#stillshot is a feature in which someone selects a frame from a film, episode or campaign and discusses its content. The idea being to illustrate how the art of film composition, aesthetic and acting expression can convey the messages of entire movements and ephemeralities in a split-second. Also, ’cause there’s some pretty cool film shots out there.
Another Earth – 2011
Written by: Mike Cahill and Brit Marling
Starring: Brit Marling, William Mapother, Matthew-Lee Erlbach
At a glance, it seems an overlarge moon. Before contours and deep blue shadows register as patterns of the third planet from the sun. Earth and space are separated by the divisive line of our horizon, as are we from Rhoda, central figure with her back turned to us just as she turned it to everyone in life, for a time. We all stare forward at the same thing: huge, awesome and familiar, yet somehow daunting. Another Earth.
We’re really quite good at duplicating ourselves – imagining ourselves from the outside, creating an identity that is distanced from that which we are. Bigger, better, grass is greener and all that jazz. That sharp line on the horizon plants Rhoda firmly within our sphere, on this harsh, flat, deep blue sea and the rocks. Up above, the other Earth hangs seemingly buoyed, weightless, beautiful among the clouds. She imagines another Rhoda up there: ‘has the other me made the same mistakes I’ve made? And is that me better than this me?’
She is in mourning for, among other things, the person she could have been. A terrible accident – and if an accident can have fault then it is hers – takes away a future at MIT as well as the lives of a mother and child. As the film progresses and time moves on, the other Earth looms larger and larger, an ever greater quasi-duplicity of Rhoda’s life, but with the promise of a fracture in synchronization: a future without the accident, and so a gradual crescendo of hope and torture.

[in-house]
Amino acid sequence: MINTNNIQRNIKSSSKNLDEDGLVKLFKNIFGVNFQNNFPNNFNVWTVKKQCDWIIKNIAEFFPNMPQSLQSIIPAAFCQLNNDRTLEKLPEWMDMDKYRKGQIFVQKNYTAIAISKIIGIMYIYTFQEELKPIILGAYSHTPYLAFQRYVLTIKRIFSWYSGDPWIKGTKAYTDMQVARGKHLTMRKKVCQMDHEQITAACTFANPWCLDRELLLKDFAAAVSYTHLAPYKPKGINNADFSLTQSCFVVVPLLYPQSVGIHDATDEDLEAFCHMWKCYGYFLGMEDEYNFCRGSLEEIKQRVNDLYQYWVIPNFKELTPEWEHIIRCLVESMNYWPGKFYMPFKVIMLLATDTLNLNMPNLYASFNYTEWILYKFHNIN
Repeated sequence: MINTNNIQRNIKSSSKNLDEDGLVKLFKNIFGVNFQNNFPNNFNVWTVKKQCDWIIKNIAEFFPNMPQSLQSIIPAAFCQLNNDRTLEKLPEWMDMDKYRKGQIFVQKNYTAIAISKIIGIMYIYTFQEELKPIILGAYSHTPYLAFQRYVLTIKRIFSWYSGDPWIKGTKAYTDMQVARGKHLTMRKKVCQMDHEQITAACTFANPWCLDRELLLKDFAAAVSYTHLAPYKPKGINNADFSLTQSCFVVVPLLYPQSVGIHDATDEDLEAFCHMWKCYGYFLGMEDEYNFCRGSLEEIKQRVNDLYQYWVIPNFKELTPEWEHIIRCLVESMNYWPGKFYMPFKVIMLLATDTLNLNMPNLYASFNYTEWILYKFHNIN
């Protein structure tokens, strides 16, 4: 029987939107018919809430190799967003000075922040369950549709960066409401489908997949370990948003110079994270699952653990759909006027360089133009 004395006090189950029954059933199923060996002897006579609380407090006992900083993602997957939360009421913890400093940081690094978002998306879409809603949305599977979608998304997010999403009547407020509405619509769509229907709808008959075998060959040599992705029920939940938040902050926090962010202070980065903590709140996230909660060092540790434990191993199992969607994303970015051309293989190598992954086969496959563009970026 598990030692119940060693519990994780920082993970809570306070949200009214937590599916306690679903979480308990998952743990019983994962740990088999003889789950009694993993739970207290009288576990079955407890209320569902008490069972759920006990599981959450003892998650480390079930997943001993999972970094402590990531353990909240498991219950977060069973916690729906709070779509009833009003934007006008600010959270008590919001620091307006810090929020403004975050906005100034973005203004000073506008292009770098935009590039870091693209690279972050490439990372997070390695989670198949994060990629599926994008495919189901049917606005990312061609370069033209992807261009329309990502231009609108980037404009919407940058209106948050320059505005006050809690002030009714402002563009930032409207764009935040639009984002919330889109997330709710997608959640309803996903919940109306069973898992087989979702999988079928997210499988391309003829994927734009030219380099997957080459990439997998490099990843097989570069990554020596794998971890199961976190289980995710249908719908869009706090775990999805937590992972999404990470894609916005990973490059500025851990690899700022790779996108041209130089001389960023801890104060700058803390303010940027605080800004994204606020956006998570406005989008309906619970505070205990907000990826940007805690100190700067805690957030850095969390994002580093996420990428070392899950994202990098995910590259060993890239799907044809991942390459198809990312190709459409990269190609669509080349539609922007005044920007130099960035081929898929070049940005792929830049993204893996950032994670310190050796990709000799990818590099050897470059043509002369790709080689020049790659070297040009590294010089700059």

Of course, hope and torture can never truly be reconciled. Perhaps because the hope is the torture. All the characters in Another Earth are desperately sad and dislocated, for the distance between what they are and what they feel they should be. An old cleaner pours bleach in his eyes and his ears so he doesn’t have to see or hear himself. And even pre-accident, the celebrations at the beginning of the film are ruptured, cold and disjunct by the cinematographic style. This is, in short, a film about home, and what it can mean when home, the place where we are, is not a place of comfort, solace or safety. There is no relief in the cold, blue filters of sea and sky. There is no sense of home here in this place where beauty brings only frostbite and death; with her eyes on the heavens Rhoda careers into a family car from her own, she lies down in the ice at night having shod her clothes.
But she is far from alone – close behind her honey-blond hair and the camera lens, we also stare at this other Earth as if we too have dislocated ourselves from home. We observe and are observed through other lenses in an increasing surveillance culture of CCTV, bugging, paparazzi, whilst a new world online offers a version of ourselves which can be censored and filtered to perfection. The fall-out for forsaking what we know and the things of value around us is, simply, the distance between these earths, between what we are and what we want. And this distance we seem so often to fill with poisonous chemicals and loud actions – and car crashes, frostbite and bleach are extreme only in the immediacy of their violence. When we can see before our very eyes a landscape in which life is, quite literally, as pretty as a picture, no wonder we are too far away from ourselves to identify with anything homely at all; indeed – this other Earth could almost, at a glance, be the moon.
Hannah Oliver is the Editor of FILM, THEATRE & TELEVISION at PTL. She studies English Literature at the University of Edinburgh and would like to think this an apt excuse for her tendency to be overly florid, pleonastic and long-winded (yeah, we couldn’t find a more pretentious word for long-winded). However, there are two things to effectively shut her up – coffee and/or chocolate. ’Nuff said.
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(Image sourced from: www.shaanig.com)
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